Editor’s note: As we went to publish this blog it was announced that Chef Jay’s school, Pierpont Culinary Academy, was listed in a national publication as the fifth best culinary school in America. A great achievement for our local folks! Congrats to Chef Jay and the school’s Executive Director Chef Brian Floyd and all who contribute to the Academy’s success!
Well that most wonderful time of the year is nearly upon us. Already! What? Tomato season has come and gone and now we begin to prepare for “the harvest”! It is an exciting time to say the least. You can almost feel the energy in the air! I haven’t been as fortunate this summer to be as close to the gardening as I was last summer although it’s not as though I didn’t have the opportunity; rather I simply didn’t have the time. And I certainly don’t need to tell any of you how consuming it can be to raise livestock or tend a garden for a livelihood, do I?
So, last summer the fortune I speak of was the fact that a little reunion of sorts reconnected me with a friend in St. George, WV, (that’s up in Tucker County in case you didn’t know) who was totally enthralled with her gardening. She claimed she had so much produce that she wanted someone to cook for her while she canned the rest, which was not really true at all but it became obvious to me just what a major task it can be to try and save all the amazing things from the garden by canning, cooking, curing or pickling. Dear God what a tremendous amount of work, I don’t know how she did it! I gained the most incredible respect for her and all those who are willing to take on this labor of love. It’s all about preservation baby! We’ve got to find a way to make those things last throughout the year. As a matter of fact, that’s what one of the culinary classes I teach at Pierpont Culinary Academy is all about as well. Preservation of food, Garde Manger!
Garde Manger (gard-mahn-zhey), what the heck is that? Well it means many things. To a cook or chef it means “the art of cold food cookery and preservation”. It was also the storage area or larder in the beginning, usually a cooler place. And then it soon became the pantry or the person in charge of the pantry. We also refer to the cooks and chefs who prepare these cold foods as Garde Manger chefs, who share in a long culinary and social tradition that stretches back to the dawn of recorded history. That’s right! For example: fish were likely preserved by soaking in salty water and drying on the shore or smoking by the fire. Preserved meats and smoked hams were developed with the use of salt to keep them from spoiling. The first cheese making efforts took place in Mesopotamia around 6000-7000 B.C.E. from simple efforts to preserve milk solids from curdled goats and cows’ milk, one of the more fascinating foods at the disposal of the Garde Manger Chef. The list of preservation techniques just goes on and on, most of which rely on salt, cooking, or fermentation to help in the process. There’s an ongoing controversy as to whether the first method of preserving food was bread or beer. What do you think?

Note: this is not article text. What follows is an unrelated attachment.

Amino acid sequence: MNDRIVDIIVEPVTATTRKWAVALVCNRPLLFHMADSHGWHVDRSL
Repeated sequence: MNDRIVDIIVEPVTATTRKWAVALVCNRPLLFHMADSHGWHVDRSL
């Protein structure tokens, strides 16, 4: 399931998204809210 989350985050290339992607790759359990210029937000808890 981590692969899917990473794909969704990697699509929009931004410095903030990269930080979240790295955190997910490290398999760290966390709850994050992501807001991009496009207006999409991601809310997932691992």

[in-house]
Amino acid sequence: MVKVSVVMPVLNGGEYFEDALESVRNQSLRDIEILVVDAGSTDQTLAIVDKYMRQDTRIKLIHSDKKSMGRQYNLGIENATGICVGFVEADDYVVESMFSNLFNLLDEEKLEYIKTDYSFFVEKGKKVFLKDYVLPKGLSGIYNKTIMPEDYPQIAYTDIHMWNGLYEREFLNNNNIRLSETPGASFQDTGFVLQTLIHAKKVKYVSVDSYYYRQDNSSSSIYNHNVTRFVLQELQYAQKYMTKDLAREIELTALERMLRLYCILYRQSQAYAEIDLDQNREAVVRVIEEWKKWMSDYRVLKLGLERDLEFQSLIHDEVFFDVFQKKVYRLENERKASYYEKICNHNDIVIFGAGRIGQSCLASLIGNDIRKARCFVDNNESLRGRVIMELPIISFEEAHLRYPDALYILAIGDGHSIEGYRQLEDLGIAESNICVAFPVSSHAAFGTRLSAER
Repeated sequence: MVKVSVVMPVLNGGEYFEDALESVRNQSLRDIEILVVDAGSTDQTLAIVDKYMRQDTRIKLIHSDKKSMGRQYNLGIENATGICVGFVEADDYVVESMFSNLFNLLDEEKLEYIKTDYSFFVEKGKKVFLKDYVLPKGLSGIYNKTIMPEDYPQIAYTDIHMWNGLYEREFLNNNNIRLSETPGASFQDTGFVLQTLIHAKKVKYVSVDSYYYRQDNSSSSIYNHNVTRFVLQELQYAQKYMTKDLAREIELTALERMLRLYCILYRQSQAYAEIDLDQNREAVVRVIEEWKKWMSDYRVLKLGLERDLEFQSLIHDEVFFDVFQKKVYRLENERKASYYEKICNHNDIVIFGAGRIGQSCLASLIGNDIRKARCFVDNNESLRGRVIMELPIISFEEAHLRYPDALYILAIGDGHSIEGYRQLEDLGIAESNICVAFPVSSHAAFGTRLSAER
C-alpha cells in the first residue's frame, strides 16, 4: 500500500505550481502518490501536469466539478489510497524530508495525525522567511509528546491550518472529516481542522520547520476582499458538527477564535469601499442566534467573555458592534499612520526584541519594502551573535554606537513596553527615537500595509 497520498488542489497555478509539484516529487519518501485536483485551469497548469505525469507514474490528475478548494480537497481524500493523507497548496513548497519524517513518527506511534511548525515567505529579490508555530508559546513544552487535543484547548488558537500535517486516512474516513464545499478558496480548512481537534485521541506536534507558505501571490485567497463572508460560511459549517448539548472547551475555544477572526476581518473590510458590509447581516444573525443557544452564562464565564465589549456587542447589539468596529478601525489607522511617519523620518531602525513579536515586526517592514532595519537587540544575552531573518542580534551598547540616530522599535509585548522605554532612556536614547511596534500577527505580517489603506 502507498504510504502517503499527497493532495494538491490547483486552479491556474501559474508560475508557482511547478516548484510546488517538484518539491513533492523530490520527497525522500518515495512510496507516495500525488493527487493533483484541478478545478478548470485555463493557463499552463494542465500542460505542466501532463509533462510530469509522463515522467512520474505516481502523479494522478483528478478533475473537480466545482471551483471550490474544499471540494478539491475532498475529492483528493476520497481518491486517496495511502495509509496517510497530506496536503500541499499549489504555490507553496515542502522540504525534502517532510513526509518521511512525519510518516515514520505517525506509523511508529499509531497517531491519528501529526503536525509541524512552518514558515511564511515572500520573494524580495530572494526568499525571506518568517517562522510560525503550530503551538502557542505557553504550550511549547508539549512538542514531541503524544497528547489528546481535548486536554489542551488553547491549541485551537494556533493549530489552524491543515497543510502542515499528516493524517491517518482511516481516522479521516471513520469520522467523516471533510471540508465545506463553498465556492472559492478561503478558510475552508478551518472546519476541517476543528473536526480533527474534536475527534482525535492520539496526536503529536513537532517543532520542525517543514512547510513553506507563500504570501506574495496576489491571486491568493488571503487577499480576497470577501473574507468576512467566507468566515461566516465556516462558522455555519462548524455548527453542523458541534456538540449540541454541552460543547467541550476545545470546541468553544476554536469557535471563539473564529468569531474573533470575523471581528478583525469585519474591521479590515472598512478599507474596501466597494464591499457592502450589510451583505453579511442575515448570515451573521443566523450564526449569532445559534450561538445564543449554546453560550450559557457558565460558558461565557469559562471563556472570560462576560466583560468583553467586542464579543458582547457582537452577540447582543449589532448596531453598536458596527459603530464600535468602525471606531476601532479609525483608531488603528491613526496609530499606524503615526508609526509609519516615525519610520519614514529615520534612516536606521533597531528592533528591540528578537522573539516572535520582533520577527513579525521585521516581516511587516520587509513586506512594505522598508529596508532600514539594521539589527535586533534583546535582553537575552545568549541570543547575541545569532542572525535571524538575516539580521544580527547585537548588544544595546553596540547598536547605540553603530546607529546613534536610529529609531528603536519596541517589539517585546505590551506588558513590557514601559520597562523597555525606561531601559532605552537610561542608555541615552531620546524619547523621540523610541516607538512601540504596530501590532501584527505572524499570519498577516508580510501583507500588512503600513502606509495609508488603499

Anyway, let me get back to St George if I may. I was absolutely astounded at the amount of fresh produce from the garden that had to be dealt with immediately or lose it! A multitude of tomato and bean varieties, okra, corn, onions, peppers, pears, apples, etc., etc.! I’ve been using these ingredients all my life but never had I been exposed to such an abundance and variety of product that all had to be fabricated in some manner immediately and fast! When the time comes to harvest, there’s no time for anything else. I didn’t have a clue of the undertaking of events that precluded the consumption of all these goodies. Well, that’s not entirely true. But even as a kid when I visited my Aunt Mac down in Summers County and she would break out jar after jar of preserved fruits and vegetables at both the breakfast and supper tables I must have thought it all just magically appeared. But now that I was seeing this production come straight from the garden to the prep counters, piling up quickly and right in my face it really sank in! I’m a prepping maniac too! Ha!
Each year about this time we are all so fortunate to have access to this harvesting of wondrous flavors at our local markets and it just blows me away how much the local food economy in our region has progressed over the last decade. One would think as a chef I might have a better understanding of what it takes to prepare all of these things for future use, but until you’re face to face with the possibility of losing what you’ve worked so hard for all year, it’s difficult to understand what our farmers go through on a daily basis or at harvest time. I don’t presume to know either what the life of a farmer is like, I can only imagine. I can however begin now to understand the dedication and total involvement it takes to maintain this beautiful bounty year after year.
Those of you who work so hard to bring us all these products that have come from your blood, sweat, and tears over the seasons deserve a colossal thanks from those of us who rely on you to supply our families with the foods to help us stay healthy. We can only pray that we may help to sustain the movement, and your efforts. With a little luck and your perseverance we just may be able to pass these good practices and habits on to our youth.
Please show your Bridgeport Farmers Market Vendors how much they are appreciated by supporting them this fall and throughout the seasons.
We hope you will all join us in celebrating our first Annual Wild & Wonderful Table fundraiser September 10 in Sutton for a showcase of our local products by area chefs and entrepreneurs.
In the spirit of the harvest I leave you with my best pickled green bean recipe! Handed down to you the old-fashioned way in this case, HA!